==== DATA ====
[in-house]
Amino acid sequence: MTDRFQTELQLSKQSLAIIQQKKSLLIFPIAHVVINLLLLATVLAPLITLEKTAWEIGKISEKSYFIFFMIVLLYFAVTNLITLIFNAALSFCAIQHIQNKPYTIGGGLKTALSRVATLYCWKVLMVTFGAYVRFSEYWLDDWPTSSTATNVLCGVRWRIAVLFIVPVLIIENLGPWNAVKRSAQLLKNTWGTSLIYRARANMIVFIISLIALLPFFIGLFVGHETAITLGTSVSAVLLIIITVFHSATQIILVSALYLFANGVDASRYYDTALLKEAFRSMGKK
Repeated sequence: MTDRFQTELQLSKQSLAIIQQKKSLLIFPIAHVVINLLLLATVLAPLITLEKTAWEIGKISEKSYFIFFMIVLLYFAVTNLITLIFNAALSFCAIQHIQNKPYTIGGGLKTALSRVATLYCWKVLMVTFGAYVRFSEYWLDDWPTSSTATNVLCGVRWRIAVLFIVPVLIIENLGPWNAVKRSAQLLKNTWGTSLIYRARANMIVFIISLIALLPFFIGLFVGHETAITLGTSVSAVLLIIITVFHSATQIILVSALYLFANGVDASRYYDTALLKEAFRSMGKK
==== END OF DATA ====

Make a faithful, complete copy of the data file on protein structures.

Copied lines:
[in-house]
Amino acid sequence: MTDRFQTELQLSKQSLAIIQQKKSLLIFPIAHVVINLLLLATVLAPLITLEKTAWEIGKISEKSYFIFFMIVLLYFAVTNLITLIFNAALSFCAIQHIQNKPYTIGGGLKTALSRVATLYCWKVLMVTFGAYVRFSEYWLDDWPTSSTATNVLCGVRWRIAVLFIVPVLIIENLGPWNAVKRSAQLLKNTWGTSLIYRARANMIVFIISLIALLPFFIGLFVGHETAITLGTSVSAVLLIIITVFHSATQIILVSALYLFANGVDASRYYDTALLKEAFRSMGKK
Repeated sequence: MTDRFQTELQLSKQSLAIIQQKKSLLIFPIAHVVINLLLLATVLAPLITLEKTAWEIGKISEKSYFIFFMIVLLYFAVTNLITLIFNAALSFCAIQHIQNKPYTIGGGLKTALSRVATLYCWKVLMVTFGAYVRFSEYWLDDWPTSSTATNVLCGVRWRIAVLFIVPVLIIENLGPWNAVKRSAQLLKNTWGTSLIYRARANMIVFIISLIALLPFFIGLFVGHETAITLGTSVSAVLLIIITVFHSATQIILVSALYLFANGVDASRYYDTALLKEAFRSMGKK